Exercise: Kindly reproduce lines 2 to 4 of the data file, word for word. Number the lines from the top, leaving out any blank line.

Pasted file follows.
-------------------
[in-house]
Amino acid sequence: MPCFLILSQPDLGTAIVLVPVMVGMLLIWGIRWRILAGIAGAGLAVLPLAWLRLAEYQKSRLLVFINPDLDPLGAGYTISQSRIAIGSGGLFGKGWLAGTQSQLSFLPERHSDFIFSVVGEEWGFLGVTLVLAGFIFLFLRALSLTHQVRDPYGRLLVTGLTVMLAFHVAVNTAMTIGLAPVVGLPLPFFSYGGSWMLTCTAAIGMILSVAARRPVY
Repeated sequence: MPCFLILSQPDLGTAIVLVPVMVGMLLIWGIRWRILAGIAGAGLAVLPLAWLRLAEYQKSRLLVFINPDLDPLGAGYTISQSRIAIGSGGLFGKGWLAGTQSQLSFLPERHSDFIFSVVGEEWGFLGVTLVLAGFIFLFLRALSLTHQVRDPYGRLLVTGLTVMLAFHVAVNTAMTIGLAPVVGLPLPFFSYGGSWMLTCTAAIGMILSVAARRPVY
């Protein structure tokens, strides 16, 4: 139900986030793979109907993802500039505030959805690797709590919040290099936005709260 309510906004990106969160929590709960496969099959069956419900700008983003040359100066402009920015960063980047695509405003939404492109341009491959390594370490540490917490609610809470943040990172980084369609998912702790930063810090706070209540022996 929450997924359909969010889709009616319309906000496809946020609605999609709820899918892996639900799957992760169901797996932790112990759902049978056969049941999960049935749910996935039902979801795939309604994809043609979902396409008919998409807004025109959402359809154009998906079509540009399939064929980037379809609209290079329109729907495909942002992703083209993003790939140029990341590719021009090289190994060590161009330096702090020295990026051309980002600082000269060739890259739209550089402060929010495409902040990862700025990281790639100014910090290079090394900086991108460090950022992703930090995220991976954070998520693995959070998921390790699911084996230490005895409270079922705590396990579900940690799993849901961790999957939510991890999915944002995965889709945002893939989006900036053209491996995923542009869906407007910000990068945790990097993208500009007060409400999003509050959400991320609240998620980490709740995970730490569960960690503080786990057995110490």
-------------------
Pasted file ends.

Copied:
Amino acid sequence: MPCFLILSQPDLGTAIVLVPVMVGMLLIWGIRWRILAGIAGAGLAVLPLAWLRLAEYQKSRLLVFINPDLDPLGAGYTISQSRIAIGSGGLFGKGWLAGTQSQLSFLPERHSDFIFSVVGEEWGFLGVTLVLAGFIFLFLRALSLTHQVRDPYGRLLVTGLTVMLAFHVAVNTAMTIGLAPVVGLPLPFFSYGGSWMLTCTAAIGMILSVAARRPVY
Repeated sequence: MPCFLILSQPDLGTAIVLVPVMVGMLLIWGIRWRILAGIAGAGLAVLPLAWLRLAEYQKSRLLVFINPDLDPLGAGYTISQSRIAIGSGGLFGKGWLAGTQSQLSFLPERHSDFIFSVVGEEWGFLGVTLVLAGFIFLFLRALSLTHQVRDPYGRLLVTGLTVMLAFHVAVNTAMTIGLAPVVGLPLPFFSYGGSWMLTCTAAIGMILSVAARRPVY
């Protein structure tokens, strides 16, 4: 139900986030793979109907993802500039505030959805690797709590919040290099936005709260 309510906004990106969160929590709960496969099959069956419900700008983003040359100066402009920015960063980047695509405003939404492109341009491959390594370490540490917490609610809470943040990172980084369609998912702790930063810090706070209540022996 929450997924359909969010889709009616319309906000496809946020609605999609709820899918892996639900799957992760169901797996932790112990759902049978056969049941999960049935749910996935039902979801795939309604994809043609979902396409008919998409807004025109959402359809154009998906079509540009399939064929980037379809609209290079329109729907495909942002992703083209993003790939140029990341590719021009090289190994060590161009330096702090020295990026051309980002600082000269060739890259739209550089402060929010495409902040990862700025990281790639100014910090290079090394900086991108460090950022992703930090995220991976954070998520693995959070998921390790699911084996230490005895409270079922705590396990579900940690799993849901961790999957939510991890999915944002995965889709945002893939989006900036053209491996995923542009869906407007910000990068945790990097993208500009007060409400999003509050959400991320609240998620980490709740995970730490569960960690503080786990057995110490």